The Strange Magic of the Olympics?

Although the Vancouver Canucks may have ended the regular season with the NHL’s best record – ranked first in goals per game (3.15 GPG) and goals against (2.20 GAA) while leading in power play percentage (24.3%) – there’s another statistic that could be helping their quest for a first Stanley Cup in 40 years. The Olympics in Canada seems to be an omen, one that has brought luck in the past to two other cities.

In 1976 Montreal hosted the Summer Games. They were the first Olympics held in Canada, with the host country earning only 11 medals (five silver and six bronze) in canoeing, equestrian, swimming and track and field. Despite this lack of success in medal counts, the presence of the Games in the city seemed to have brought good luck to the Canadiens. On May 14, 1977, a year after hosting the Games, the Habs swept the Boston Bruins to win the Stanley Cup.

Not that unusual really; the 1977 Cup was actually the second of four straight championships Montreal won.

However in 1988, the Winter Games were held in Calgary and the coincidence re-occurred. The Canadian city had first tried to win a bid for the Olympics in 1964 and again in 1968, but had lost to Innsbruck, Austria and Grenoble, France respectively. Finally, on Sept. 30, 1981, Calgary won the bid for the 1988 Games but ended only winning a total of five medals (two silver and three bronze) in alpine skiing and figure skating.

Meanwhile in the NHL, the Flames were starting to show great success, finishing the previous season with 105 points and first place in the Smythe Division, yet losing to the Oilers in the Division Finals. They picked up where they left off at the beginning of the 1988-89 season, with veteran captain Lanny McDonald leading the team to 117 points total and another first place finish. They met the Montreal Canadiens in the Stanley Cup finals, where McDonald hoisted the Cup for the first time on May 25, 1989, sure enough a year following the Games in Calgary!

Was it destined for Calgary to lose the bids twice before and finally win for the 1988 Games? Had the omen help the Flames’ dream to become reality?

Now the focus shifts to Vancouver. Just over a year ago, the city erupted in celebration when it hosted the 2010 Games. Canada finished with an impressive count of 26 medals (14 gold, seven silver and five bronze), with gold medals in both Men’s and Women’s hockey.

While the country shattered the record in number of gold medals won by an Olympic host nation, the omen doesn’t include the lack or abundance of success at the Games, only its location. The fact Canada did so well didn’t seem to affect the omen; the Canucks ranked first at the start of the post-season with 117 points, and so far they’ve made it all the way to the Stanley Cup Finals.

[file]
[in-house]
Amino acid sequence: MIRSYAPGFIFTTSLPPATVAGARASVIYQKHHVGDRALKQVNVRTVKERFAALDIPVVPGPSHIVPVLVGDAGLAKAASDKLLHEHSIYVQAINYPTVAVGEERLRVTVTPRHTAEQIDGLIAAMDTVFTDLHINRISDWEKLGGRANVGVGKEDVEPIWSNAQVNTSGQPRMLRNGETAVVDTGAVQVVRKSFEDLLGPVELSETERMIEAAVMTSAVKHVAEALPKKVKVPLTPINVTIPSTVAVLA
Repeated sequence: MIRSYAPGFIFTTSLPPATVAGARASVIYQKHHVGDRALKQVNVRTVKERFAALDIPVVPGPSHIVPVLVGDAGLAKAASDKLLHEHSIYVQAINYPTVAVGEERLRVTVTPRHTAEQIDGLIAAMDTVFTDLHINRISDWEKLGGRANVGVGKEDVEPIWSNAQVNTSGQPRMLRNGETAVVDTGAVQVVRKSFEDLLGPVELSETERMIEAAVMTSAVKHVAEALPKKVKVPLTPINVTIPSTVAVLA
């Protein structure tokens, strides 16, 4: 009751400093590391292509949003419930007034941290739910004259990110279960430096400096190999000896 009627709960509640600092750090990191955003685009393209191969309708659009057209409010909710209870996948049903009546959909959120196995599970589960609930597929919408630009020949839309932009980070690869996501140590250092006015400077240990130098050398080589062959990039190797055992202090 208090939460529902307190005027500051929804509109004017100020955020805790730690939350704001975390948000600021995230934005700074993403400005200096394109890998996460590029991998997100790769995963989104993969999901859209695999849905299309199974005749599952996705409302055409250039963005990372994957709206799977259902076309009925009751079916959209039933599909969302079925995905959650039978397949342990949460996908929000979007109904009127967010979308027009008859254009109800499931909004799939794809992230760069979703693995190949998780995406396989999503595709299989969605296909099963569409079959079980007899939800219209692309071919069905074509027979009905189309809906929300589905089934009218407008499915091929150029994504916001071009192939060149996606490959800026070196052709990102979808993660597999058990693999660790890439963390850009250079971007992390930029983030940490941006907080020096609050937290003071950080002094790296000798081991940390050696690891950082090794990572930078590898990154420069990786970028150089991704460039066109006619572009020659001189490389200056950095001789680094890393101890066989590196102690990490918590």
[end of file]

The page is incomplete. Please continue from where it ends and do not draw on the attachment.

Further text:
Roberto Luongo, who participated in the Games and won the gold medal, has put the national success aside, especially now that he is facing his Olympic teammate Patrice Bergeron of the Boston Bruins. Vancouver was proud to play host to the Olympic victory of Canadian hockey, but now the city has the chance to celebrate its own Stanley Cup.

If Vancouver brings home the Cup, it will be the third time in Canadian history that an Olympic host city wins the ultimate NHL prize the following year.

Maybe the Maple Leafs will need to achieve the same ‘prophecy’ to convince you about the omen. Toronto is rumored to have begun working on a potential bid for the 2020 or 2024 games as of July 10, 2007. This would be Toronto’s third bid for the Summer Olympics, after being unsuccessful for the 1996 and 2008 games. The omen possibly needs to see the Leafs improve for Toronto to win a bid as a future Olympic location.

After all, if the Olympic omen strikes a third time, maybe Edmonton and Ottawa will start bidding too.

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One Response to “The Strange Magic of the Olympics?”

  1. Max Tremblay
    June 8, 2011 at 11:14 am #

    Hahahahah great stuff Christine ! I’m now convince that Vancouver is gonna win the cup